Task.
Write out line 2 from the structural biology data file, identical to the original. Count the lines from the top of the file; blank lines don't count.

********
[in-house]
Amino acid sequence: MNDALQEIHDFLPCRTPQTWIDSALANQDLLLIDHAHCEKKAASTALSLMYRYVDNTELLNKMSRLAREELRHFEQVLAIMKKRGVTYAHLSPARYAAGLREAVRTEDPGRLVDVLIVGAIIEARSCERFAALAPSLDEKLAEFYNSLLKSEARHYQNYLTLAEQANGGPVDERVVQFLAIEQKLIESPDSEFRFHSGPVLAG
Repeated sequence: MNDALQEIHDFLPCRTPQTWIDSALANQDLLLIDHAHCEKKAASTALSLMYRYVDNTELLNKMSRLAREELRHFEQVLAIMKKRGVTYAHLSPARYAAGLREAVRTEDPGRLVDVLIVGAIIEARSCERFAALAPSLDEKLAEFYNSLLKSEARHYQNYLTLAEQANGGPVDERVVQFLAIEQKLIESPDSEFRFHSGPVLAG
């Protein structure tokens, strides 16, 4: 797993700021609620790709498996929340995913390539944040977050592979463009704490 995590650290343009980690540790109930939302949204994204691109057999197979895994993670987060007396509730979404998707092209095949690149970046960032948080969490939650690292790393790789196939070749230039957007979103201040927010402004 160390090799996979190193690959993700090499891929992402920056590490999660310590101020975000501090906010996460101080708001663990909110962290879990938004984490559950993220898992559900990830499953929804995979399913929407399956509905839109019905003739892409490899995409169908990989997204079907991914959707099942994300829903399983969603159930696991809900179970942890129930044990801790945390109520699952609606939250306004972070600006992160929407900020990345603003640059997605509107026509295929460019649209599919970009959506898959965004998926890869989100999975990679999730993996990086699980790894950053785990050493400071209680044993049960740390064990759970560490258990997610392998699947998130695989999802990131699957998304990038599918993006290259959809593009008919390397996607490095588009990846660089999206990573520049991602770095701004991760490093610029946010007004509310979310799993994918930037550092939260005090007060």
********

Amino acid sequence: MNDALQEIHDFLPCRTPQTWIDSALANQDLLLIDHAHCEKKAASTALSLMYRYVDNTELLNKMSRLAREELRHFEQVLAIMKKRGVTYAHLSPARYAAGLREAVRTEDPGRLVDVLIVGAIIEARSCERFAALAPSLDEKLAEFYNSLLKSEARHYQNYLTLAEQANGGPVDERVVQFLAIEQKLIESPDSEFRFHSGPVLAG